The Importance of Passionate Stories to Product Design "Product people - Product managers, product designers, UX designers, UX researchers, Business analysts, developers, makers & entrepreneurs June 06 2017 True Product Culture, Product Design, Product Management Role, Skills, Mind the Product Mind the Product Ltd 580 Product Management 2.32

The Importance of Passionate Stories to Product Design

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There’s tight focus on finding and addressing customer pain points in product development. I believe there needs to be similar focus on their passion points.

By passion points, I mean moments of profound or unexpected emotion: the joy that ensues results not simply from having a problem solved, but from a visceral, passionate reaction to engagement with a product.

Years ago, my friend Betty woke me at 1:30am – the first night she had a new MacBook Pro. “It’s breathing! It’s breathing!,” she exclaimed. Betty had just put the computer to sleep for the first time, and the pulsating snooze indicator had her feeling that she not only had a new computer, but also a new friend.

Your customer’s challenges, obstacles, and conflicts are important. But the emotions elicited by problems are jarringly different from the emotions elicited by solutions. Most likely there are other companies addressing the problems you are addressing. Your company and your products exist because of your solution. And you are not simply creating the thing of the solution, but the emotional experience of engaging with it.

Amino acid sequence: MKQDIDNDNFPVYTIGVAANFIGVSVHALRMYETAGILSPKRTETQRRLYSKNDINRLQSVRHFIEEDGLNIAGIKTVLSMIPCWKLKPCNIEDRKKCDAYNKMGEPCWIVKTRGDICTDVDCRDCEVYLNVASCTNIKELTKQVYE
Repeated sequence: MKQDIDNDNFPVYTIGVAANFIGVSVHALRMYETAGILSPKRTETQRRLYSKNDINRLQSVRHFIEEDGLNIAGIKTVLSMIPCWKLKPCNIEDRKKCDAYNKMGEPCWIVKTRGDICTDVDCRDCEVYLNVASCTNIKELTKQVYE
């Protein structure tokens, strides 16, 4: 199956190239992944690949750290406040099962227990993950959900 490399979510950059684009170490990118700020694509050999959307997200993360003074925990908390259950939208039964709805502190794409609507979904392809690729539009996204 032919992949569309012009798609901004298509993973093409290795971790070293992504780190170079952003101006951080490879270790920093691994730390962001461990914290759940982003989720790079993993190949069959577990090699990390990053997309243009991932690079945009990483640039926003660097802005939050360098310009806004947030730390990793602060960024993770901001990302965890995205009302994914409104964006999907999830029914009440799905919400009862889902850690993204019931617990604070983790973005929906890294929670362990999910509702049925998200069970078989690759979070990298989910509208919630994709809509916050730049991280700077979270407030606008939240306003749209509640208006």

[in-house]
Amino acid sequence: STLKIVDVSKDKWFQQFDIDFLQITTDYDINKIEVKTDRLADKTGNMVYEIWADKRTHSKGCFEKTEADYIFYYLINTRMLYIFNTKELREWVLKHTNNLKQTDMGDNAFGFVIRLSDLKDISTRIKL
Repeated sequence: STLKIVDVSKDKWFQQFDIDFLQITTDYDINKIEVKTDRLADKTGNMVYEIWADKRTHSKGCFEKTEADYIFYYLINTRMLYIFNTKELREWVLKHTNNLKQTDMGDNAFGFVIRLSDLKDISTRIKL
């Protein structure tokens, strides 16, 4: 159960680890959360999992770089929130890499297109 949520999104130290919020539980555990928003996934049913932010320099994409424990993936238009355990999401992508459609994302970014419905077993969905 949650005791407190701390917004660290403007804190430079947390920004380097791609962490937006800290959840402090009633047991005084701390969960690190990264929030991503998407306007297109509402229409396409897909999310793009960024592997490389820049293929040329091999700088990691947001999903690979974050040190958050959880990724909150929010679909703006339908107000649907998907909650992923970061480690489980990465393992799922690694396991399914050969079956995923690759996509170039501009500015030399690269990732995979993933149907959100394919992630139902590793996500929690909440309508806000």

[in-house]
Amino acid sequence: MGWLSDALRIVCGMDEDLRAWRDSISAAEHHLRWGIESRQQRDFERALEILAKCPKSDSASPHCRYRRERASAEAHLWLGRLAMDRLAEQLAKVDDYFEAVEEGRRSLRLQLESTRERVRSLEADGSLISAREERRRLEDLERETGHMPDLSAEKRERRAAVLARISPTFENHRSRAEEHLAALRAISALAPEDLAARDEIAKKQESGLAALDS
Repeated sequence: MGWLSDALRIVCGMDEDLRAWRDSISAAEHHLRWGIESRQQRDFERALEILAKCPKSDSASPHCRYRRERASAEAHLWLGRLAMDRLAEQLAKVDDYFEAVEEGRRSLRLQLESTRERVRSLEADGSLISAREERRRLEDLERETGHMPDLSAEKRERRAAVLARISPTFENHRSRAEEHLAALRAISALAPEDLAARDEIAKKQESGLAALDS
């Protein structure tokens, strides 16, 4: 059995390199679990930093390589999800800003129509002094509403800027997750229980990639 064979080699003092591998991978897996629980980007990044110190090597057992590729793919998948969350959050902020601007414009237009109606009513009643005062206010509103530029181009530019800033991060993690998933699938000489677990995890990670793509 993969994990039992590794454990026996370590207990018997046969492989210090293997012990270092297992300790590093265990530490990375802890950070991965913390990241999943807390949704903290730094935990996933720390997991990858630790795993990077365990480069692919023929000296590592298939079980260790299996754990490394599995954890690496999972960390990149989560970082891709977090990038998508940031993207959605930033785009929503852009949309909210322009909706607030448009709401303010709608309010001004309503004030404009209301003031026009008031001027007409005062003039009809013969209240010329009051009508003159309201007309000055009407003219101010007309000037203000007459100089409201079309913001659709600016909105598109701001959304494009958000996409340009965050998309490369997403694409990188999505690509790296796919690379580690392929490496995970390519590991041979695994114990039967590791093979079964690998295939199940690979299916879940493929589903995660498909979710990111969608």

Finding passion points

Passion always matters. Think of that breathing, resting Mac. That detail – Betty exclaiming, “It breathes!” – is a small and critically emotional moment, completely absent of conflict.

When telling a story, we often ratchet up details when instead we should be heightening emotion. We’re often hesitant to display emotion (especially at work, and even if the emotion belongs to characters in our stories). So, we pile on miscellaneous details, hoping the complexity of the data will mimic the complexity of emotions inherent to our story.

The same mistake often applies in product development: requirements get added and added, when the focus should be on recognising, adding, and respecting the emotional interplay between customers and products. In product development, we should supplement features complexity with emotional complexity.

Sarah Bernard, an accomplished leader in product development, recently reflected on her time as VP of Worldwide Product at Snapfish:

There was actually a sound to people looking at their photos. When we would show people their photos on the internet, they would almost always let out a little, audible, “oooh”. Their eyes would light up. If we had that emotion in our story map, it would have been minimum viable.

How do we find passion points? Close observation. Bernard often shares her story to show how important it is that all functions of a team – designer, engineer, and product manager – need to be observing customers to gain such insight. “It’s one thing for us product folk to say it’s minimum viable, but if our engineering partner believe it too, then all the better,” she adds.

Short of observation, we can ask about experiences: ask customers about moments when they felt delight and surprise. Ask people about moments when they have felt connected or touched. Ask about when small things made a big difference. Retire your assumptions that your customer’s emotions revolve solely around problems.

Last Saturday night, I went to a restaurant and asked the server about a pasta dish. She said it was her favourite item on the menu, going so far as to tell me: “I have a picture of it on my phone.” That’s passion! I ordered the dish.

Product managers and designers articulate and map challenges, obstacles, joys, and turning points. What if we also paid close attention to passion points? After all, passion is an unlimited resource.

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